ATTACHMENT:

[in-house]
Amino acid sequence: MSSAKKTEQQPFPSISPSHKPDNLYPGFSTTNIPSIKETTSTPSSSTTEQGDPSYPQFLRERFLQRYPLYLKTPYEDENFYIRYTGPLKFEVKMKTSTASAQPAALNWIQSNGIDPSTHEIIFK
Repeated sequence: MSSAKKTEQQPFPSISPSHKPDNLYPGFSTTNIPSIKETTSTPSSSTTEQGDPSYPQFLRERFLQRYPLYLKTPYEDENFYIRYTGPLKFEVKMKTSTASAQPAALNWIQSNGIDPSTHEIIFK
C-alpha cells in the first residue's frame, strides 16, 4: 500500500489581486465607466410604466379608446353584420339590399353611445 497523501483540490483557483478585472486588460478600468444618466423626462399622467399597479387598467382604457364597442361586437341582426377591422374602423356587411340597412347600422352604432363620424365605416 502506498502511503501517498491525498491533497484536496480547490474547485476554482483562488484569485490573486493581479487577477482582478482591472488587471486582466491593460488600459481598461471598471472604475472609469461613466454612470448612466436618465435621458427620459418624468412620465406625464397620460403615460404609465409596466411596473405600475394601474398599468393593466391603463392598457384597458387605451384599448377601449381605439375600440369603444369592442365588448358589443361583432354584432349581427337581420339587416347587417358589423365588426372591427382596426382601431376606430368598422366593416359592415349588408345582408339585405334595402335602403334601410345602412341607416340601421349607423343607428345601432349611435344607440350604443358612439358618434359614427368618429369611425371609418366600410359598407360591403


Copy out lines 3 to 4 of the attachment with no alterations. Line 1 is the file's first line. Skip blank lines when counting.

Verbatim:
Repeated sequence: MSSAKKTEQQPFPSISPSHKPDNLYPGFSTTNIPSIKETTSTPSSSTTEQGDPSYPQFLRERFLQRYPLYLKTPYEDENFYIRYTGPLKFEVKMKTSTASAQPAALNWIQSNGIDPSTHEIIFK
C-alpha cells in the first residue's frame, strides 16, 4: 500500500489581486465607466410604466379608446353584420339590399353611445 497523501483540490483557483478585472486588460478600468444618466423626462399622467399597479387598467382604457364597442361586437341582426377591422374602423356587411340597412347600422352604432363620424365605416 502506498502511503501517498491525498491533497484536496480547490474547485476554482483562488484569485490573486493581479487577477482582478482591472488587471486582466491593460488600459481598461471598471472604475472609469461613466454612470448612466436618465435621458427620459418624468412620465406625464397620460403615460404609465409596466411596473405600475394601474398599468393593466391603463392598457384597458387605451384599448377601449381605439375600440369603444369592442365588448358589443361583432354584432349581427337581420339587416347587417358589423365588426372591427382596426382601431376606430368598422366593416359592415349588408345582408339585405334595402335602403334601410345602412341607416340601421349607423343607428345601432349611435344607440350604443358612439358618434359614427368618429369611425371609418366600410359598407360591403